Tuesday, January 27, 2015
587. The Godfather: Part II (1974)
Running Time: 200 minutes
Directed By: Francis Ford Coppola
Written By: Francis Ford Coppola, Mario Puzo, from novel by Mario Puzo
Main Cast: Al Pacino, Robert De Niro, Robert Duvall, Diane Keaton, John Cazale
Click here to view the trailer
THE CANCER HAS TAKEN OVER
Spent my day off today watching part of The Godfather: Part II, taking a nap and then waking up to finish it off. It was quite the day off, snuggled up in bed with my wife. The night holds more movies for us (probably not BOOK movies) and I'm looking forward to it. Anyway, lets cover the supposed greatest sequel of all-time and a movie I'd never seen.
The film begins in Corleone, Sicily, hometown of young Vito Andolini, who's father is killed by a local Mafia leader, Don Ciccio. Vito's mother visits Ciccio after her other son is also killed by the Ciccio clan, begging that he spare the lives of her and Vito. When an argument ensues, Vito's mother is murdered and Vito runs away, eventually being put on a boat where he arrives at Ellis Island in New York. Off the boat, he is accidentally registered as Vito Corleone and the rest is history. Later in life, Vito (De Niro) values family above all else, holing up in a meager apartment with his beloved wife and baby son, Santino. When Vito gets a taste of the power that a Mafia Don can hold via Don Fanucci, he likes it, killing off Fanucci and taking over his territory. The rest, as they say, is history. Meanwhile, Michael (Pacino) is stronger than ever, having business dealing from Lake Tahoe, Nevada clear to Cuba. Early in the film, an attempt is made to assassinate Michael, as he is shot at while standing in his bedroom, the curtains opened wide. Michael comes out unscathed and with vengeance in his heart. Michael meets with a business associate in Miami, Hyman Roth whom he thinks may be behind the assassination attempt. He tells Roth that another associate, one in New York named Pentangeli was behind the attack on his life, making sure he keeps things smooth. He then tells Pentangeli that it was Roth who tried to kill him and later finds out that in actuality, his brother Fredo was also in on the hit on his own brother's life. Michael swears never to speak to Fredo again, while informing his men that no harm come to him while their mother is still alive. We bounce back and forth between the two stories throughout the picture.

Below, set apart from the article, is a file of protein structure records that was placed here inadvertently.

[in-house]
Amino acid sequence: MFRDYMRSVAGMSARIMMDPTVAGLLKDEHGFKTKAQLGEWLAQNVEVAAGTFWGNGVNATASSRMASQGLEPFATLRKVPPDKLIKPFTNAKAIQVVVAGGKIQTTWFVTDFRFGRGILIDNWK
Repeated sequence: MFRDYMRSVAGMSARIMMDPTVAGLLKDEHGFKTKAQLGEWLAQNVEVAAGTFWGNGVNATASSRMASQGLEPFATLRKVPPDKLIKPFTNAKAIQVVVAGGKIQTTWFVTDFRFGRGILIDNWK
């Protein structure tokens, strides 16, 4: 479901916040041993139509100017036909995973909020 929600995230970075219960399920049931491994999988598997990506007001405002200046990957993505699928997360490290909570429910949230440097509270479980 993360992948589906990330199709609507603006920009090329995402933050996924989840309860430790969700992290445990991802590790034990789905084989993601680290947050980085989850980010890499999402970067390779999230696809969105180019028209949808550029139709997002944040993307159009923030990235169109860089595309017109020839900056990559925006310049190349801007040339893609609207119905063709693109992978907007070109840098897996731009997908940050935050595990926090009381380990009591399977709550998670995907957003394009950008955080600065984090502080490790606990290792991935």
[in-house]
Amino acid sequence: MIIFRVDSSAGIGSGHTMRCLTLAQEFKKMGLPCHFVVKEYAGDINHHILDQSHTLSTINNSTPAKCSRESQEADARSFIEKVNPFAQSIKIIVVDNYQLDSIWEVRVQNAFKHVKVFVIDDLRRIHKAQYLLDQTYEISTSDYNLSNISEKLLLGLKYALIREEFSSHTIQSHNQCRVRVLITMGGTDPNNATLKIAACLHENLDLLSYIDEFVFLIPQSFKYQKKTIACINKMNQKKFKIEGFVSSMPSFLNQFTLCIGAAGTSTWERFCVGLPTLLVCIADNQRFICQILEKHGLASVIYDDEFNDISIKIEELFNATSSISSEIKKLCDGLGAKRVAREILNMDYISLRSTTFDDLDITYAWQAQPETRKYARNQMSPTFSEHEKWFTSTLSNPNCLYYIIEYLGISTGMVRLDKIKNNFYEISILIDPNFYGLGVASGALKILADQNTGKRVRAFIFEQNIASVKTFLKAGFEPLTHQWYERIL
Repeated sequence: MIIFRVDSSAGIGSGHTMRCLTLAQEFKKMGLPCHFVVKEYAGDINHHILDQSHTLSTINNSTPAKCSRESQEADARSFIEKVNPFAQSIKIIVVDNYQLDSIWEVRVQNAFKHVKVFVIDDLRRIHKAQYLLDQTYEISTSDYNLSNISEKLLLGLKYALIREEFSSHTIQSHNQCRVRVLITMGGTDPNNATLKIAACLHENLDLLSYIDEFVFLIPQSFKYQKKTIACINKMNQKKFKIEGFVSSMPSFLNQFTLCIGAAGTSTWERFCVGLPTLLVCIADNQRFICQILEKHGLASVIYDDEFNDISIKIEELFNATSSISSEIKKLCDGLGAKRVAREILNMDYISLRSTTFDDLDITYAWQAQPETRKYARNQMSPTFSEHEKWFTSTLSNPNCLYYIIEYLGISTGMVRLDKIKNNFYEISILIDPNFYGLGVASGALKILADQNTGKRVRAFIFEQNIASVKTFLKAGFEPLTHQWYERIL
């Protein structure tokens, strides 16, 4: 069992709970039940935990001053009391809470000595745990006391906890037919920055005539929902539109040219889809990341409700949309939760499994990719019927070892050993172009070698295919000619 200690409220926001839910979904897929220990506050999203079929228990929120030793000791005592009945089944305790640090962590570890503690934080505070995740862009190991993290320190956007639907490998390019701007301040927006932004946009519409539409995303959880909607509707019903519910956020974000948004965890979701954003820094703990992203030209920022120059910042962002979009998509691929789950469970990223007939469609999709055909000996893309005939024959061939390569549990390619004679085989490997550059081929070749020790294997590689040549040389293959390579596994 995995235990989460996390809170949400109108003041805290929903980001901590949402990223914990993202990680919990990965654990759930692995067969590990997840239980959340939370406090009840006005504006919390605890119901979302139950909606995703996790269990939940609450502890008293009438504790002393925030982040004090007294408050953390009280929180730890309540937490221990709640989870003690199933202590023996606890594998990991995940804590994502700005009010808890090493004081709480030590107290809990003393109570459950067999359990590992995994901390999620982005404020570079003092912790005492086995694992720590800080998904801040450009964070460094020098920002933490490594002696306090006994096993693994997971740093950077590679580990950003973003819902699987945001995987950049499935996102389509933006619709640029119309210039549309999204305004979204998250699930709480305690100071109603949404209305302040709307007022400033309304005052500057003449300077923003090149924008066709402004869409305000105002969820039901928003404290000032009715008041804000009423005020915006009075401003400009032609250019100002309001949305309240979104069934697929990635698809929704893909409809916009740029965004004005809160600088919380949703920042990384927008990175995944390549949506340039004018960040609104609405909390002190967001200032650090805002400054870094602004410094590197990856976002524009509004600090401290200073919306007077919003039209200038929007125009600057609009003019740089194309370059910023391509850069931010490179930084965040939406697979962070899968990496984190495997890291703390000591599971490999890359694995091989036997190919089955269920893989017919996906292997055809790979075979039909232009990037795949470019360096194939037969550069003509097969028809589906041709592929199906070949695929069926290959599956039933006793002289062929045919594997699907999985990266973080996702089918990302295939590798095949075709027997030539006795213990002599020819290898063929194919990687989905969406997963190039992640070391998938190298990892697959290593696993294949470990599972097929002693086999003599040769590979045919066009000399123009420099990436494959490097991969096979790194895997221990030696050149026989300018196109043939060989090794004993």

Like a child who's been fed broccoli, I wish to spit this film out and proclaim, "I don't like it!". Okay, maybe it wasn't THAT bad, but I was definitely disappointed, as I'd heard time and again how this was the greatest sequel ever made and perhaps even better than the original Godfather. I laugh at those claims, as this is nowhere close to even being in the same league as the original picture. I will say, I loved the portions that told Vito's back story and in fact, I could've watched an entire film made up of just that stuff. I wonder if Puzo's novel goes into more detail about the history and rise to power of Vito Corleone and if so, I may have to give it a read someday.